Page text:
A possible middle ground position has been suggested, based on the observation that “hacking” describes a collection of skills and tools which are used by hackers of both descriptions for differing reasons. The analogy is made to locksmithing, specifically picking locks, which—aside from its being a skill with a fairly high tropism to ‘classic’ hacking—is a skill which can be used for good or evil. The primary weakness of this analogy is the inclusion of script kiddies in the popular usage of “hacker”, despite the lack of an underlying skill and knowledge base. Sometimes, hacker also is simply used synonymous to geek: “A true hacker is not a group person. He’s a person who loves to stay up all night, he and the machine in a love-hate relationship… They’re kids who tended to be brilliant but not very interested in conventional goals[…] It’s a term of derision and also the ultimate compliment.”[10]

Fred Shapiro thinks that “the common theory that ‘hacker’ originally was a benign term and the malicious connotations of the word were a later perversion is untrue.” He found out that the malicious connotations were present at MIT in 1963 already (quoting The Tech, an MIT student newspaper) and then referred to unauthorized users of the telephone network,[11][12] that is, the phreaker movement that developed into the computer security hacker subculture of today.

Overlaps and differences[edit]

The main basic difference between programmer subculture and computer security hackers is their mostly separate historical origin and development. However, the Jargon File reports that considerable overlap existed for the early phreaking at the beginning of the 1970s. An article from MIT’s student paper The Tech used the term hacker in this context already in 1963 in its pejorative meaning for someone messing with the phone system.[11] The overlap quickly started to break when people joined in the activity who did it in a less responsible way.[13] This was the case after the publication of an article exposing the activities of Draper and Engressia.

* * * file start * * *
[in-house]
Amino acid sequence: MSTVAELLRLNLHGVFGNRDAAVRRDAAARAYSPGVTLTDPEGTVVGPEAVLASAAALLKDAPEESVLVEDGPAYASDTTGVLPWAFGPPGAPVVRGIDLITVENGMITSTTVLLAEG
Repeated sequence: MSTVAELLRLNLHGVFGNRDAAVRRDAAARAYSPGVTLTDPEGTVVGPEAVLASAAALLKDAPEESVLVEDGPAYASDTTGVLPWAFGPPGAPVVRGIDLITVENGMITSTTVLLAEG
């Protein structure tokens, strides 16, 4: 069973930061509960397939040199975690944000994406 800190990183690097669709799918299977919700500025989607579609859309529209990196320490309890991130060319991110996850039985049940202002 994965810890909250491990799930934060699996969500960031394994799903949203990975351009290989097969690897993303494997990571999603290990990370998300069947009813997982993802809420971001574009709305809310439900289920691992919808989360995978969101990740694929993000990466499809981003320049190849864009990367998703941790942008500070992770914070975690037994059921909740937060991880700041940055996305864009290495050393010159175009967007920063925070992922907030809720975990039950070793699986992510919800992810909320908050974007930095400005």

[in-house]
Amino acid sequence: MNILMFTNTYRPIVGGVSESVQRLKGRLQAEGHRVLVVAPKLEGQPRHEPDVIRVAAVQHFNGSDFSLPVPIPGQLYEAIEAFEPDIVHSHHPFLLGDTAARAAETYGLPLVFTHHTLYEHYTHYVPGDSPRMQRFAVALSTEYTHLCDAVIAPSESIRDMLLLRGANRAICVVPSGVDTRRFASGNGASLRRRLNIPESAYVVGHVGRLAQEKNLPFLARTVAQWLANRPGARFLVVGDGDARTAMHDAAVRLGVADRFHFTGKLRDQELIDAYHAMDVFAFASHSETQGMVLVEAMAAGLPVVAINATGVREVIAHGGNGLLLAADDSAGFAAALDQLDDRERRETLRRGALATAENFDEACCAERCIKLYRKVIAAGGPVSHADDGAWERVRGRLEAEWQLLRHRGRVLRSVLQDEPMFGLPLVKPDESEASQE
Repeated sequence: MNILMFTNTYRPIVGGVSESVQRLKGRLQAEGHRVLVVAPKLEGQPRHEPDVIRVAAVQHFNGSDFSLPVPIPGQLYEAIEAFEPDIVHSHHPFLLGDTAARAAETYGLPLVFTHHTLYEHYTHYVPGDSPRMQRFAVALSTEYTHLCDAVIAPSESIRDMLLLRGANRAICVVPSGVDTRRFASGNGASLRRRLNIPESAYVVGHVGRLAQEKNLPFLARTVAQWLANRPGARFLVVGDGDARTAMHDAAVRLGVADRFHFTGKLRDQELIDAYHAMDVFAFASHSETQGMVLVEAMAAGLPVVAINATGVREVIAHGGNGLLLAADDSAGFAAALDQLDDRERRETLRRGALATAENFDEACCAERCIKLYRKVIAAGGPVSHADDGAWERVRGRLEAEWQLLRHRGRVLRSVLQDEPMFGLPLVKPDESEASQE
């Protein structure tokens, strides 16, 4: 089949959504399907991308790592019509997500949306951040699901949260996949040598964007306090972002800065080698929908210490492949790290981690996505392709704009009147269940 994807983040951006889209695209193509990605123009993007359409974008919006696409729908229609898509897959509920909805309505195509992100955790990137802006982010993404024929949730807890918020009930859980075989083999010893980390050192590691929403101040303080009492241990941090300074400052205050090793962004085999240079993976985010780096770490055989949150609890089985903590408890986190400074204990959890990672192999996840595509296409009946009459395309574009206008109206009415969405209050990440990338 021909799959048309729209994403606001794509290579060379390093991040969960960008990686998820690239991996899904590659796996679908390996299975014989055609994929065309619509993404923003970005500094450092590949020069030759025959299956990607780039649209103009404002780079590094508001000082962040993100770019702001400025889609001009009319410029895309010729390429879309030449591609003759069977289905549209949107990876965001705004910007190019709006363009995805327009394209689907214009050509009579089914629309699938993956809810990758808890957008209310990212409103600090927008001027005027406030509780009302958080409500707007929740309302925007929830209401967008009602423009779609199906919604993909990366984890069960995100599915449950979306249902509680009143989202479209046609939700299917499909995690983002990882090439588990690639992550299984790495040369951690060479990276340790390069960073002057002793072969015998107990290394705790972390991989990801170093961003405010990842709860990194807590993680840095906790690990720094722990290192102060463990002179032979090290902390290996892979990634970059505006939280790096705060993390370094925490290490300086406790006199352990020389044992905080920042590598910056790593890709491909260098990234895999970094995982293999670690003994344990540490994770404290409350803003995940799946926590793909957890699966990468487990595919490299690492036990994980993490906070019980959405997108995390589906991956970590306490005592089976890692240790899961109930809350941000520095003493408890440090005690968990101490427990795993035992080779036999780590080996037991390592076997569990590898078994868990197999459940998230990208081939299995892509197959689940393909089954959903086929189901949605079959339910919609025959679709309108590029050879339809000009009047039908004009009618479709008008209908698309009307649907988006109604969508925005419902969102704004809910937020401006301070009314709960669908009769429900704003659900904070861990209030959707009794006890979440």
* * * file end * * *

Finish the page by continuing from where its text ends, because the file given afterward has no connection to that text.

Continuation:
According to Raymond, hackers from the programmer subculture usually work openly and use their real name, while computer security hackers prefer secretive groups and identity-concealing aliases.[14] Also, their activities in practice are largely distinct. The former focus on creating new and improving existing infrastructure (especially the software environment they work with), while the latter primarily and strongly emphasize the general act of circumvention of security measures, with the effective use of the knowledge (which can be to report and help fixing the security bugs, or exploitation reasons) being only rather secondary. The most visible difference in these views was in the design of the MIT hackers’ Incompatible Timesharing System, which deliberately did not have any security measures.

There are some subtle overlaps, however, since basic knowledge about computer security is also common within the programmer subculture of hackers. For example, Ken Thompson noted during his 1983 Turing Award lecture that it is possible to add code to the UNIX “login” command that would accept either the intended encrypted password or a particular known password, allowing a back door into the system with the latter password. He named his invention the “Trojan horse”. Furthermore, Thompson argued, the C compiler itself could be modified to automatically generate the rogue code, to make detecting the modification even harder. Because the compiler is itself a program generated from a compiler, the Trojan horse could also be automatically installed in a new compiler program, without any detectable modification to the source of the new compiler. However, Thompson disassociated himself strictly from the computer security hackers: “I would like to criticize the press in its handling of the ‘hackers,’ the 414 gang, the Dalton gang, etc. The acts performed by these kids are vandalism at best and probably trespass and theft at worst. … I have watched kids testifying before Congress. It is clear that they are completely unaware of the seriousness of their acts.”[15]